10. Only One Foot Down for a Complete Pass (NCAA Football) - With the complete integration between college football and the NFL, why not have college receivers abide by the same reception rules so they can start working on getting both feet down years earlier? Catches where both feet land in-bounds are much more dramatic anyway (like Santonio Holmes' game winning TD in the Super Bowl).
9. Maintain Possession Through the Catch, Even Out of Bounds (NFL) - A receiver cuts towards the sideline, catches the ball while dragging both toes, then when he falls and hits the ground out-of-bounds the ball pops loose. No catch. Why not? He had possession when he was still in-bounds and what happens after that shouldn't matter, the same way there's an invisible plane at the end zone and whether the player loses possession or not after the nose of the ball crosses that plane doesn't matter because it's already a touchdown. Too many deserving catches have been negated.
8. Offensive Interference vs. Defensive Interference (NFL) - So a quarterback can chuck the ball 50 yards down field and if a defender holds the receiver they get the ball at the spot of the foul, yet if a receiver holds the defender to prevent an interception it's only a 15-yard penalty? This seems unbalanced, although the recent change to interference only being called if the ball was already in the air (otherwise it's just defensive holding) is a step in the right direction.
7. Trapezoid Behind the Net Rule (NHL) - This is where the goaltender can only play the puck within a specific area behind the net or in front of the goal line. But why? If the goaltender is leaving the net unguarded and has good puck handling skills, why not let him go where he wants? I say let him take the risk.
6. Ineligible Receivers (NFL) - Why can't the quarterback throw the ball to anyone on his team? I have yet to hear a scenario that justifies this rule in which my response is not, "well then the defense will have to prepare for that just like with any trick play."
5. The Tuck Rule (NFL) - While it makes sense that if the quarterback is attempting to make a pass and his arm is moving forward he can't fumble the ball, if he's trying to hold onto it and gets hit why should this be considered an incomplete pass? This rule was obviously made famous during the 2001 AFC Championship game when the Raiders knocked the ball lose from Tom Brady, but the truth is it's a horrible example of the tuck rule being enforced because the fumble should have been a moot point considering Brady was illegally hit in the head during the play anyway (sorry Raiders fans, it's true, just watch the replay a few times). Why no one ever seems to remember this detail is beyond me. Even so, the tuck rule remains convoluted and needs to be eliminated.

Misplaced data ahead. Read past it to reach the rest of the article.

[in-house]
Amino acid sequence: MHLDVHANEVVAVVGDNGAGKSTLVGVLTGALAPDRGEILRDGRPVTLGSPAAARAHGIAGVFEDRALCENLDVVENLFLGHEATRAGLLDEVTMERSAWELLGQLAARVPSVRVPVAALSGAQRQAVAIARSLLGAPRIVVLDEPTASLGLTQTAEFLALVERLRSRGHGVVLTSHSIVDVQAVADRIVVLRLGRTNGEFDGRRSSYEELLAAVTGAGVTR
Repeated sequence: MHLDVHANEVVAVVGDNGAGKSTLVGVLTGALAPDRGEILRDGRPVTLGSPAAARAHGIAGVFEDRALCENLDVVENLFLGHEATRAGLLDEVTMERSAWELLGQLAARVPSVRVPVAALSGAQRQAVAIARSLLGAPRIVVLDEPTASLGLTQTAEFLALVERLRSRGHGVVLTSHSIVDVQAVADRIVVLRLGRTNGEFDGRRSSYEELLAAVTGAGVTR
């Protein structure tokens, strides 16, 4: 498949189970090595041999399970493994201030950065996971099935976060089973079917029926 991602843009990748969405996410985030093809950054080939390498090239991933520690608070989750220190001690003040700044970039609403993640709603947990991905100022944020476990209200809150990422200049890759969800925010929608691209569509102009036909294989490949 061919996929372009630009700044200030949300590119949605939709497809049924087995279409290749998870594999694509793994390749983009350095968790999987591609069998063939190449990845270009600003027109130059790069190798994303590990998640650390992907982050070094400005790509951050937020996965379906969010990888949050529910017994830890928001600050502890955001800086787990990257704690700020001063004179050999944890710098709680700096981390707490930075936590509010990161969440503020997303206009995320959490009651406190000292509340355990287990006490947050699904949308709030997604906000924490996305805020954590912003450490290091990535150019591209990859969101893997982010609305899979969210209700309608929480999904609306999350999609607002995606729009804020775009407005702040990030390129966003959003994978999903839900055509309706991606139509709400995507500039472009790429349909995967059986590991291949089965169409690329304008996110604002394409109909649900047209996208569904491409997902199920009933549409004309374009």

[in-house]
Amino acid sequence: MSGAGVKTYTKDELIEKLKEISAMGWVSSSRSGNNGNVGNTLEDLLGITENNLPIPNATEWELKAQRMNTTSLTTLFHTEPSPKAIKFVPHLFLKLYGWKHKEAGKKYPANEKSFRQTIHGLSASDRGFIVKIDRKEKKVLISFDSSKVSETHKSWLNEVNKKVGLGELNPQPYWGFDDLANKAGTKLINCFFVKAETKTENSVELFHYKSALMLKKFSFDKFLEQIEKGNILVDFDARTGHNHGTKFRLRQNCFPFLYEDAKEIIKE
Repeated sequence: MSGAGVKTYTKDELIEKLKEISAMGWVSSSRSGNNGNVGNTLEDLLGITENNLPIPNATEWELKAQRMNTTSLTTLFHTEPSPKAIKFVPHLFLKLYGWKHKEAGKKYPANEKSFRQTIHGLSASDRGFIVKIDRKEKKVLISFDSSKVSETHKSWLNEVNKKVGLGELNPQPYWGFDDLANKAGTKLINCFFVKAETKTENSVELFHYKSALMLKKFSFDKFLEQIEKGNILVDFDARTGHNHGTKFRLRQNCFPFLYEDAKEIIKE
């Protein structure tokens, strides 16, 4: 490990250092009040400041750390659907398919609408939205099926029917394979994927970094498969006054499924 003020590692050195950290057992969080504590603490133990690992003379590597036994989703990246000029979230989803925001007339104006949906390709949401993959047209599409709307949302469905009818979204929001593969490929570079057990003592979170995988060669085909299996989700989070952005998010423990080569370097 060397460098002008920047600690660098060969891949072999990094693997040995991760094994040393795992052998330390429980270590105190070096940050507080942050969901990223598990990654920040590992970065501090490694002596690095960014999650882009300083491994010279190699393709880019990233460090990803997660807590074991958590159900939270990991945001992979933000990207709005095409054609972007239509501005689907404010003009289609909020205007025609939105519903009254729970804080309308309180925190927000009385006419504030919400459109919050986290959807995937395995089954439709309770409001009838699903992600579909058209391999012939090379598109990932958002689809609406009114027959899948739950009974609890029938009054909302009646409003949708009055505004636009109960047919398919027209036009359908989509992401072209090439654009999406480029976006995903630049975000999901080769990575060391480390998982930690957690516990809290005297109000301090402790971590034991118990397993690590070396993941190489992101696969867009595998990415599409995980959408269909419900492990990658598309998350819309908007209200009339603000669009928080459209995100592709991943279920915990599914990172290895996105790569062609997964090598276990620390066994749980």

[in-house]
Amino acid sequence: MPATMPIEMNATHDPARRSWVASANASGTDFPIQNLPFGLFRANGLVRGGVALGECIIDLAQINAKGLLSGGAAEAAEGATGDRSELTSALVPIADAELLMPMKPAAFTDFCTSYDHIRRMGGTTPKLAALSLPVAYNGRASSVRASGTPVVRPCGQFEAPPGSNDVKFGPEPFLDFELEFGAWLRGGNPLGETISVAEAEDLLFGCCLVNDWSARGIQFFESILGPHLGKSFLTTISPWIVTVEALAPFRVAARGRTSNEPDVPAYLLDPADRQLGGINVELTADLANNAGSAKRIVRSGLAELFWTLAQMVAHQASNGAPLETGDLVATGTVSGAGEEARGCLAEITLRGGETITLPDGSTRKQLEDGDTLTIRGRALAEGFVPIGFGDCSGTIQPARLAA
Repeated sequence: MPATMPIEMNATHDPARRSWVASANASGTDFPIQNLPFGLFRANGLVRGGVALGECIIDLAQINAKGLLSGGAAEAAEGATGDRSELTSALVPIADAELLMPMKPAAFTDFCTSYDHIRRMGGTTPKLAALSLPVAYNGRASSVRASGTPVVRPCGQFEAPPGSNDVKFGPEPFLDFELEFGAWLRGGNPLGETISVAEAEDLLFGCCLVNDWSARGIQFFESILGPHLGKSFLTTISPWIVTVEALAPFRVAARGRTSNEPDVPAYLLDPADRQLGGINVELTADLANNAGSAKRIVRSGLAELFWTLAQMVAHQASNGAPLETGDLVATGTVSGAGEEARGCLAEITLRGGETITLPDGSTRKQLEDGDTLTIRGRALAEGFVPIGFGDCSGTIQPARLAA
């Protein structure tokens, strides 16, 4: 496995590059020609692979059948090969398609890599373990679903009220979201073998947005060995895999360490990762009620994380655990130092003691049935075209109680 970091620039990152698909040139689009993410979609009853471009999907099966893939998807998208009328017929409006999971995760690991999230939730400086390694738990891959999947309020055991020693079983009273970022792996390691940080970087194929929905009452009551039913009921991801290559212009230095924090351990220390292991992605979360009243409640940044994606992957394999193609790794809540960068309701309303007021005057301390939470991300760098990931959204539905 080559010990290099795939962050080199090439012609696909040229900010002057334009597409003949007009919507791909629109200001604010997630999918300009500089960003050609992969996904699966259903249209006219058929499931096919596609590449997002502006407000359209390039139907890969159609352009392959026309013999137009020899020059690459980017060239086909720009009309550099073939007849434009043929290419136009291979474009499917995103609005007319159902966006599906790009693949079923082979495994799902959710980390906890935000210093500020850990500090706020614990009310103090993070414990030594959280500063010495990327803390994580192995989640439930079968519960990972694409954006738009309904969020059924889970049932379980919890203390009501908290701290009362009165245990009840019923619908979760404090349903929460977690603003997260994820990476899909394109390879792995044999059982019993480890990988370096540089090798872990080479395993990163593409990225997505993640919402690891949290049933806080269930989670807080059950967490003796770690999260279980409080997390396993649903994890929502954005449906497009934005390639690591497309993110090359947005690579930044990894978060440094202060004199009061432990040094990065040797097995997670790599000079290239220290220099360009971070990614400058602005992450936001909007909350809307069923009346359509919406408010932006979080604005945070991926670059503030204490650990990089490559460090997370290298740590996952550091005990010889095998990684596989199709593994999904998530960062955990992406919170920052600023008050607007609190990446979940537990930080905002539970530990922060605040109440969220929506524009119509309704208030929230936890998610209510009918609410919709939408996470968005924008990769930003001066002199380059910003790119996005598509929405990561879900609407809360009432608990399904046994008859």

4. No Official Clock (Soccer) - The game is nearing the 90th minute of action and as the clock finally ticks down... everyone keeps playing. How much longer will it last? Only the referee knows, as he extends the match based on the amount of delayed action during regulation time. Why they can't keep track of this and broadcast the time in-sync with the ref's clock is dumbfounding. It wouldn't exactly require a technological miracle to fix this, or just stop the play clock during delays like in every other sport.
3. Down Without Contact (NCAA Football) - A player is in the open field with the ball and trips and falls to the ground without even being touched by the opposing team. Even in flag football he'd be allowed to get back up and keep running, but in college football he's down for good and the play is over. Why?
2. Red Card = Man Down for Remainder of Game (Soccer) - This one borders on a format complaint, but it's so irritating I'm keeping it on the list. While most sports allow the umpire or ref to eject a player based on his conduct, only in soccer is that player's team forced to play the rest of the game with one less player on the field. As a result, many games are completely ruined based on a judgment call from the ref, which is often questionable. It's one thing to lose one of your best players for the game, it's an entirely different situation to be down a player for the rest of the game (unless a player on the other team gets a red card, of course). Why not enforce a 5-minute power play like in hockey, at which point a different player can take the carded player's place on the field? I doubt many sports enthusiasts would object to seeing more games decided by the athletes instead of the refs.
1. Batter May Advance on a Wild Pitch Strikeout (MLB) - So the batter swings and misses for strike three at a pitch so bad the catcher can't even hang onto the ball, and he's then rewarded with the opportunity to run to first base? Who thought this rule made sense to begin with and why has it not been changed? If the batter struck out, he should be out regardless of what happens after that.
Oddly, no rules from the NBA made this list, as the problem with that league has more to do with the guys calling the rules than the actual rule book. What do you think are the dumbest rules in sports (other than golf) that I may have left out? Share your thoughts in the comments below.